3. Block the light

One of the biggest factors limiting our ability to get enough rest is the fact that we cannot completely shut off our eyes from the outside world.

Bright light exposure during the daytime can disrupt your circadian rhythm and make it harder to fall asleep at night. To avoid this, you should limit your exposure to bright lights before going to bed. This includes screens such as smartphones, tablets, laptops, and televisions.

If you can’t fully block out light, then you might want to look into wearing a pair of sleep eye masks. The Dreamlight range of sleep eye masks use advanced 3D facial mapping technology to effectively block out 100% of the external light. They are designed to fit snugly around your face, ensuring you get a deep and uninterrupted night’s rest.4

4. Caffeine is best consumed only during the day

Drinking caffeinated beverages before bedtime may prevent you from having a good night’s rest. You might be able to get by without them if you have a cup of warm milk or an herbal beverage instead. Caffeine intake can cause drowsiness, anxiety, and even heart palpitations.4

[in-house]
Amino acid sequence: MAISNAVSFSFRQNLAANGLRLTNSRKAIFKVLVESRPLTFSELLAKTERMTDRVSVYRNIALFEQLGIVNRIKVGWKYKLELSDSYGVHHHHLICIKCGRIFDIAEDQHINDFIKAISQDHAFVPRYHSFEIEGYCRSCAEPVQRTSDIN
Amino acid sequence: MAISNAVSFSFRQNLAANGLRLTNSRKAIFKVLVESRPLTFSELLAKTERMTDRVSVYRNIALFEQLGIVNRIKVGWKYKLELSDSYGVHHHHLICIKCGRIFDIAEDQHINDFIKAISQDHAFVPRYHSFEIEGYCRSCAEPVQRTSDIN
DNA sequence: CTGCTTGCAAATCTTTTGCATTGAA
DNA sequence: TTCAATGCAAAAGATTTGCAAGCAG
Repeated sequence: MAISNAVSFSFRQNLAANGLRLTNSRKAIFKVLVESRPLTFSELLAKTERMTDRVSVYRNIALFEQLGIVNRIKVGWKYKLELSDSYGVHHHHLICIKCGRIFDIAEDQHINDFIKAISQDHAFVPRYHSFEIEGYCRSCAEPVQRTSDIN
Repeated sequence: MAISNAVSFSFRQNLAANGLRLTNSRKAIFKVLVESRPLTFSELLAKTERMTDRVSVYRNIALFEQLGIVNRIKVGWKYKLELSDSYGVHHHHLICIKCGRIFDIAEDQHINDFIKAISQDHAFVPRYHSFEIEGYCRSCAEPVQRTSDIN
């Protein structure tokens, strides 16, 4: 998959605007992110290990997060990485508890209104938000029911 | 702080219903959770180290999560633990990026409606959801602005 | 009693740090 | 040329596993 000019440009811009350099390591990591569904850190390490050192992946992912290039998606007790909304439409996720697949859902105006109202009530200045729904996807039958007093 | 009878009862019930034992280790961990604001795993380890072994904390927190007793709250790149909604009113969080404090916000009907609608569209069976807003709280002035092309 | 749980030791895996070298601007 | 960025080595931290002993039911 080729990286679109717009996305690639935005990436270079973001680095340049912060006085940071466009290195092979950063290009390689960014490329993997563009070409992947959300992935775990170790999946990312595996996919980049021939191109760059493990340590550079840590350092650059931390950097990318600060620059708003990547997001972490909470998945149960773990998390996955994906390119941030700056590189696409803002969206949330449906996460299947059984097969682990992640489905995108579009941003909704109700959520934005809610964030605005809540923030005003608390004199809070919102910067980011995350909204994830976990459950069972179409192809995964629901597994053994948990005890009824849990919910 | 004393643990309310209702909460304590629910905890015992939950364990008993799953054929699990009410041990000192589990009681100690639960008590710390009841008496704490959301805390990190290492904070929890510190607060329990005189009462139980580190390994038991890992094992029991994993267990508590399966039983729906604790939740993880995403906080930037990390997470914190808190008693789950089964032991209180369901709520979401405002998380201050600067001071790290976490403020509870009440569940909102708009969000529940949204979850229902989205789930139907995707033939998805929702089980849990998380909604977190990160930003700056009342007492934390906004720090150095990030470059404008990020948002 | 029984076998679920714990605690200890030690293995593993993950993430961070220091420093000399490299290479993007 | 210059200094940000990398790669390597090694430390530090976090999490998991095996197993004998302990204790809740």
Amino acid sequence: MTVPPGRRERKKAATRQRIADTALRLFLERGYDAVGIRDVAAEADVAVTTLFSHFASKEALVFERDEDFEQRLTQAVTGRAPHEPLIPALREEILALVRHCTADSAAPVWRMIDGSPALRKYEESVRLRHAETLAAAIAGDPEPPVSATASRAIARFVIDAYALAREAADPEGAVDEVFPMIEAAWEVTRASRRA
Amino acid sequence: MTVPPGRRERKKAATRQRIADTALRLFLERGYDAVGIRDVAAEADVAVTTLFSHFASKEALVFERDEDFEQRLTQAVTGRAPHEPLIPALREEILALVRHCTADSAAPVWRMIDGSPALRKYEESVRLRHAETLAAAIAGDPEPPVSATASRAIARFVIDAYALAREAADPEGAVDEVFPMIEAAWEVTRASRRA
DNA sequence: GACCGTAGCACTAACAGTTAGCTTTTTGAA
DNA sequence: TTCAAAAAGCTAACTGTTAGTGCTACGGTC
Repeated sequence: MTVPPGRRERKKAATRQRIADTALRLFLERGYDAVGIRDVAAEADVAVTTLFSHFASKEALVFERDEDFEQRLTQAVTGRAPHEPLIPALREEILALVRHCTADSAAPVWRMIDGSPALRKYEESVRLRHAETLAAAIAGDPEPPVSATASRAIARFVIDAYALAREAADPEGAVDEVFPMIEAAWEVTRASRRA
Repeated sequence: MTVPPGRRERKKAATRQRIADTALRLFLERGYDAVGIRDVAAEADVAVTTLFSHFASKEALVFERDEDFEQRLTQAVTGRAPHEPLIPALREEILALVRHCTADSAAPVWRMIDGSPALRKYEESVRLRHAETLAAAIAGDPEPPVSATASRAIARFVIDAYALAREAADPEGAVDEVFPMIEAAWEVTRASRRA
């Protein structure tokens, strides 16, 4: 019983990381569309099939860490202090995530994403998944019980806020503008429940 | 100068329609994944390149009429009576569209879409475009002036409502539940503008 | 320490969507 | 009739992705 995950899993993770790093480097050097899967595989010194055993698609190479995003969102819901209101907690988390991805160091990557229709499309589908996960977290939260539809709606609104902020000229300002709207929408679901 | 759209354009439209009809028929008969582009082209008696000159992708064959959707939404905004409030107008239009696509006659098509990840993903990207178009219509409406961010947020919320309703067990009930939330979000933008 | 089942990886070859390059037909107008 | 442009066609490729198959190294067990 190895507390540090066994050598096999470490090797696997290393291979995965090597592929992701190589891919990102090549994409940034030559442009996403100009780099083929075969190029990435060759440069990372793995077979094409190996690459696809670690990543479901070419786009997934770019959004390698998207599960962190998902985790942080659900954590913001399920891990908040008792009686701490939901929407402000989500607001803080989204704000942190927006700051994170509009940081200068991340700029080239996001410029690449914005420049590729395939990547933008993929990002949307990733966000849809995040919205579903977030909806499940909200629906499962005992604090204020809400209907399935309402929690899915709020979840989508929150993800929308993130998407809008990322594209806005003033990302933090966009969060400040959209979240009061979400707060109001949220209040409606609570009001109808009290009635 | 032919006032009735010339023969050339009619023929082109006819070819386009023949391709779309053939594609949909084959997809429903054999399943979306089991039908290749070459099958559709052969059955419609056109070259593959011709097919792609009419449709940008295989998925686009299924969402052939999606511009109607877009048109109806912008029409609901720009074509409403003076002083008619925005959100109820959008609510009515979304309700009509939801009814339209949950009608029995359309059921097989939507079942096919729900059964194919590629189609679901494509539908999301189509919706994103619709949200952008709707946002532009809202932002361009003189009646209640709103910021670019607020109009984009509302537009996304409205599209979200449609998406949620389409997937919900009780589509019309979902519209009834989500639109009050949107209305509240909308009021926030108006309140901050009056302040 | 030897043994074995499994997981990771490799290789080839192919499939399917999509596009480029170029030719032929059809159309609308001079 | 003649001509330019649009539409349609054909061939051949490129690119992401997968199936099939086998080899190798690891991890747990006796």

It’s important to avoid consuming caffeine after 2pm as caffeine intake after this time will make it harder for you to fall asleep. This is because caffeine affects the release of neurotransmitters such as serotonin and norepinephrine. These are chemicals that play a role in regulating sleep cycles.

5. Remove devices

Blue light emitted from smartphones and tablet computers disrupts the production of the sleep hormone melatonin and should not be viewed during the night. A recent study found that using a smartphone or tablet computer for at least 30 min before going to bed and placing it next to the pillow were both linked to poor sleep quality.